Justin Rose charged from behind on the back nine at Augusta National. Sergio Garcia received the kind of break that allowed him to wonder if maybe the golfing gods are finally on his side after all these years.
They wound up tied for the lead Saturday on a tense afternoon that set the stage for a Masters finale still up for grabs.
And that includes Jordan Spieth in the mix for the fourth straight year.
Rose birdied five of his last seven holes, the last two from 20 feet on No. 17 and 12 feet on No. 18, for a 5-under 67 that gave him a share of the lead going into the final round for the first time in a major. He won the U.S. Open four years ago at Merion from behind.
Garcia hung his head in the 13th fairway when his second shot disappeared off a bank toward the tributary of Rae’s Creek. Moments later, he realized the ball bounced softly enough off the side of the bank to stop halfway down. He chipped up to tap-in range, turning a potential bogey into a birdie.
The 37-year-old Spaniard finished off his round by clenching his fist when a 7-foot par putt dropped into the cup for a 70.
Garcia and Rose were at 6-under 210.
They had a one-shot lead over Rickie Fowler, who made birdies on all four of the par 5s to offset a few mistakes in a round of 71.
Perhaps the most daunting name at Augusta National was Spieth, who began this Masters with a quadruple-bogey 9 on the 15th hole of the opening round and was 10 shots out of the lead when he trudged off the course on Thursday.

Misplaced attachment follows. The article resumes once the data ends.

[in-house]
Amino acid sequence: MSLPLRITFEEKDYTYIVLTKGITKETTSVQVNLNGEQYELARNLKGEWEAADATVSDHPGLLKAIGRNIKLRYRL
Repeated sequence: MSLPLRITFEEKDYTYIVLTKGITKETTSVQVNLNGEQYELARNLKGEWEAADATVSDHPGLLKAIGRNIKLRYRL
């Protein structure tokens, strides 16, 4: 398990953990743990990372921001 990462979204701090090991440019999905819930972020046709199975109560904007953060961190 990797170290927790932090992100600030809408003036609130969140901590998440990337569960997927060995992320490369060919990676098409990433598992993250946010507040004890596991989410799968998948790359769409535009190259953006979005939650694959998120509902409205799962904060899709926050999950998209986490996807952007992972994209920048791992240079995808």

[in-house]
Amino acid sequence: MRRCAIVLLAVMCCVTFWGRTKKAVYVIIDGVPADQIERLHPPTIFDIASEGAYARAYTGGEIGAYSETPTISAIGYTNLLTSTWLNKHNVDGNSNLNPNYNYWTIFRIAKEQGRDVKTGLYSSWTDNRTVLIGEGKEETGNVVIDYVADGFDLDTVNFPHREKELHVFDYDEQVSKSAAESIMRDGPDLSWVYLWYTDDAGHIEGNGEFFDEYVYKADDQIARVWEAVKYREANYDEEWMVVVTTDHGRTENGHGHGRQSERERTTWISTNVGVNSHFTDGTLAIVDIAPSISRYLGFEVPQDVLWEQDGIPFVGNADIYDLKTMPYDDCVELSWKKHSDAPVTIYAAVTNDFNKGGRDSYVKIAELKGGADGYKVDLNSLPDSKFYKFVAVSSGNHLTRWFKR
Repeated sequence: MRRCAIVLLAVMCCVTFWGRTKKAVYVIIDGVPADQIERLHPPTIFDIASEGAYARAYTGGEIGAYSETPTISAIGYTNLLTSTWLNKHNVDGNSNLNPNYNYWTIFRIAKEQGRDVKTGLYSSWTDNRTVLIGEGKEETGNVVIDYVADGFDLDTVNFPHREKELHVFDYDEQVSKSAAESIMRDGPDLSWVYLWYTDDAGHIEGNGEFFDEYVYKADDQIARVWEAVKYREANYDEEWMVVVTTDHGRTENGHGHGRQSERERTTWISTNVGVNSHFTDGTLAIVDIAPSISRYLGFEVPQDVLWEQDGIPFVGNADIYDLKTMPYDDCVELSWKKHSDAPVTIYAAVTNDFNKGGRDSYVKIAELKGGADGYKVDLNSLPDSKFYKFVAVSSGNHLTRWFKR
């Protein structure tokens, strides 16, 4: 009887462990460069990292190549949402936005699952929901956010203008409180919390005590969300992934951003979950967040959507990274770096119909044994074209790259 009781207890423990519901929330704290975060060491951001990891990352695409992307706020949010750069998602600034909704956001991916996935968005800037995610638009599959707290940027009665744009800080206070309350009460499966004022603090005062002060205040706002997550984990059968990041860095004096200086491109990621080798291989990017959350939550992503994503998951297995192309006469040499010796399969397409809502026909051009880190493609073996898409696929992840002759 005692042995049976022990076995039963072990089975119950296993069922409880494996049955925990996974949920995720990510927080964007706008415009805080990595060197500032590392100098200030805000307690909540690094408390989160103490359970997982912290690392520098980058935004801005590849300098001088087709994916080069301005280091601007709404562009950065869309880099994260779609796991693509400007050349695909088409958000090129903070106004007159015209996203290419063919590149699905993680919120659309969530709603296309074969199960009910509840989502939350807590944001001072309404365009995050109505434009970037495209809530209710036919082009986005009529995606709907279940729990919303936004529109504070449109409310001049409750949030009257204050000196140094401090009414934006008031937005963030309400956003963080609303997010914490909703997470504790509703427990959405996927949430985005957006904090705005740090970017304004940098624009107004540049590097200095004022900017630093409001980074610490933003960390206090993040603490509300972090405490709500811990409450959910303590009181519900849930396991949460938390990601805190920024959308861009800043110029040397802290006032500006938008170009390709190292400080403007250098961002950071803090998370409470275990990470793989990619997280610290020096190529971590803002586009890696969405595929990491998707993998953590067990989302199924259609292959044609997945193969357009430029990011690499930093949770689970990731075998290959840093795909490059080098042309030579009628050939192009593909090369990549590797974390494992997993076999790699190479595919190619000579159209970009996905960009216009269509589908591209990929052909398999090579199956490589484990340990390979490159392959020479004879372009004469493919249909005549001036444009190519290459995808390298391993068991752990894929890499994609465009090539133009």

He pulled off a shot that would have made Arnold Palmer proud, a 4-iron off the pine straw and over the water on the 13th to 30 feet for a two-putt birdie. He nearly holed a wedge from the fairway on the 15th for another birdie and wound up with a 68.
Spieth won the Masters two years ago and was runner-up last year after losing a five-shot lead on the back nine. The 23-year-old Texan had a two-shot lead with 11 holes to play in his debut in 2014 before Bubba Watson overtook him.
Here he is again.
“Waking up and you have a chance to win your favorite tournament that you’ve dreamt of winning and competing in since you were a kid, and to be able to have your fourth opportunity now … I didn’t know going into my first one if I would have five chances in my life,” Spieth said. “So it’s awesome.”
Spieth was tied with Ryan Moore (69) and Charley Hoffman, who led for much of the day until he put his tee shot into the water on the par-3 16th and made double bogey. Hoffman battled for par on the last hole to stay just two shots behind.
Only 10 players remained under par, all of them separated by five shots.
Rory McIlroy has more work to do if he wants that green jacket to complete a career Grand Slam. McIlroy twice had to settle for pars despite being in ideal position on the par 5s on the back nine, and his 71 kept him from making up any ground. He was six shots behind.
Phil Mickelson started out birdie-birdie before his round fell apart with a chunked wedge on No. 3 that led to double bogey. Mickelson shot 39 on the front and 74 for the round, leaving him in a tie for 21st and eight shots behind in his bid to become at age 46 the oldest Masters champion.